Counting the cost of debt - where has the money gone?
This article is the second of a 2 part feature about calculating international debt, in which we take a look at the different types of debt and try to define what international debt means for all of us who aren’t in charge of the nation’s finances:
- Part One: Measuring International Debt
- Part Two: Counting the Cost of Debt
Part Two: Counting the cost of debt
The ‘credit crunch’ that began in late 2007, with its toxic mix of disappearing assets, tumbling tax revenues, bank bail-outs and ‘quantitative easing’ (printing of money), dramatically increased public debt for most advanced economies, with the consequences we saw in Part 1.
What’s particularly worrying is that this trend has affected not only notorious spendthrifts such as Greece, Italy, Spain and Japan but also countries where debt seemed well under control before 2008, such as the UK, France, Portugal and Ireland.
If you look at The Economist’s Global Debt Clock, which covers 99 per cent of the world economy, you will see that the grand total of international debt is getting on for 56 trillion dollars and rising at more than a million dollars every ten seconds. How much money is that? Well, take a look at our article How Big Is a Billion? and multiply that 56,000 times.
To put it in terms we can all understand, the debt works out at around $10,000 for every man, woman and child on the planet. Given that well over half those people effectively have no taxable income (under $1,000 per year gross), this makes it clear how difficult it will be ever to pay down that debt.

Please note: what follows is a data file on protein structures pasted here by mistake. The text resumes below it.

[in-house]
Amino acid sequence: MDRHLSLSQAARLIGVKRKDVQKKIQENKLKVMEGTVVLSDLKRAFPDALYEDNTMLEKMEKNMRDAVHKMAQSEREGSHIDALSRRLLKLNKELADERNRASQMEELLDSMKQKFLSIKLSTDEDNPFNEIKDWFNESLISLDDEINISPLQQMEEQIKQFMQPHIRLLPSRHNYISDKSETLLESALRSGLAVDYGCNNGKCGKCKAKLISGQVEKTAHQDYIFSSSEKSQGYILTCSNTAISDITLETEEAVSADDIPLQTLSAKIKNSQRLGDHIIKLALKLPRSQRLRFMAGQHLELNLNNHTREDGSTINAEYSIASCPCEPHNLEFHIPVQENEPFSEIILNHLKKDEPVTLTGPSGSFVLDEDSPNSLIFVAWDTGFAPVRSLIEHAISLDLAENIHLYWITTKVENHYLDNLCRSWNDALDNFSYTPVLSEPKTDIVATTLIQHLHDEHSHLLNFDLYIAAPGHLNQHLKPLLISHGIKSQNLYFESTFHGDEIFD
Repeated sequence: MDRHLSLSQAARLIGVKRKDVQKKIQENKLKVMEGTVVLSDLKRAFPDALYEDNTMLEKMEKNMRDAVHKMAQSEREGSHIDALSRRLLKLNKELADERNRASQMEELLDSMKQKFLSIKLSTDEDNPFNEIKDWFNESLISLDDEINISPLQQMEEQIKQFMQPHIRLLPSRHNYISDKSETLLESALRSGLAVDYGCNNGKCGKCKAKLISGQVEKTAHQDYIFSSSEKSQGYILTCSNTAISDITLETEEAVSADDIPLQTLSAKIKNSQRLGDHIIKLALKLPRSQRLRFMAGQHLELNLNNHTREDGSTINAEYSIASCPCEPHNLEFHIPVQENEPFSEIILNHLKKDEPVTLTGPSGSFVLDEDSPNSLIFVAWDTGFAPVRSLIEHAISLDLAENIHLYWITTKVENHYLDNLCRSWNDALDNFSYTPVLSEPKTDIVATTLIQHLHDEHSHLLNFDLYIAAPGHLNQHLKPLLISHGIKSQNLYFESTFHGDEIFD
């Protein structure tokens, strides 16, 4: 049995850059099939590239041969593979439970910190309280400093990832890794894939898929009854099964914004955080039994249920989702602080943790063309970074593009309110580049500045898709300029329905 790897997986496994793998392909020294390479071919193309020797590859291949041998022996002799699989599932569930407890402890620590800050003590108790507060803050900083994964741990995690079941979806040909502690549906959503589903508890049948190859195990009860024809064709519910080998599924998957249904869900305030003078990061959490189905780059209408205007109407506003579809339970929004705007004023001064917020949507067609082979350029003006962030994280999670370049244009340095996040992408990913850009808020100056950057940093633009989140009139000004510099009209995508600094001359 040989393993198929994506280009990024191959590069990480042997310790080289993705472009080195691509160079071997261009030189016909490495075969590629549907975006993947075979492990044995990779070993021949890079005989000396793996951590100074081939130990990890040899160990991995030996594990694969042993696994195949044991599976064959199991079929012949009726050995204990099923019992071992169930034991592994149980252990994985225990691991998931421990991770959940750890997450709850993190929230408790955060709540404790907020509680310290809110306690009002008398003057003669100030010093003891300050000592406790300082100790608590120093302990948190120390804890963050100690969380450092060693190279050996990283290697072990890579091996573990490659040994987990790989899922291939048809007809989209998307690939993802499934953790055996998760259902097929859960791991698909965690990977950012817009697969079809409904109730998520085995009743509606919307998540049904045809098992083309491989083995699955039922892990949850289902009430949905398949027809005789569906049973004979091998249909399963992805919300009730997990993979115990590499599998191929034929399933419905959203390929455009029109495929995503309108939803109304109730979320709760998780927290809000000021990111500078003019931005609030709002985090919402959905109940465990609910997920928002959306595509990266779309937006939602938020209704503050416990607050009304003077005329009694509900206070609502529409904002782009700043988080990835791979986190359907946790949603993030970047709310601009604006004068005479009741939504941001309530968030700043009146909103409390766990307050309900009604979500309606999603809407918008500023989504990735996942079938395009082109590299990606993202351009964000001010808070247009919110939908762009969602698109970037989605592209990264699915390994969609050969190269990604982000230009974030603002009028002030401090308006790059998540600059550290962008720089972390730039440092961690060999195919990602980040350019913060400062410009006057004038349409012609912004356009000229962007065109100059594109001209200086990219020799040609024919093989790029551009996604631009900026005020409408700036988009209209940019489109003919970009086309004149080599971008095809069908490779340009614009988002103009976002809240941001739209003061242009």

Still, do we really need to? Does it really matter if we theoretically owe all that money?
The Real Cost of Debt
Why does global indebtedness matter? In theory, after all, this should be a zero sum game, with every debtor balanced by a creditor. All that money’s still in our world somewhere, right?
Cut the debt, cut the money
Well, that’s a matter of debate and so we’ll come back to that. The primary issue is that governments need to keep their debt under control lest money markets and rating agencies start to look at them askance. That debt has to be rolled over every so often, as bond issues mature and need to be replaced.
This money has to be raised in the international bond markets, which set interest rates according to calculations of risk. Where a nation’s debt seems to be spiralling beyond its capacity to pay, rates start going up. This exponentially increases the cost of the debt, leading to yet greater indebtedness in a vicious cycle that can quickly lead to meltdown, as happened in Argentina and the South East Asian economies in the 1980s and to Greece, Spain, Italy, Ireland and Iceland over the past few years.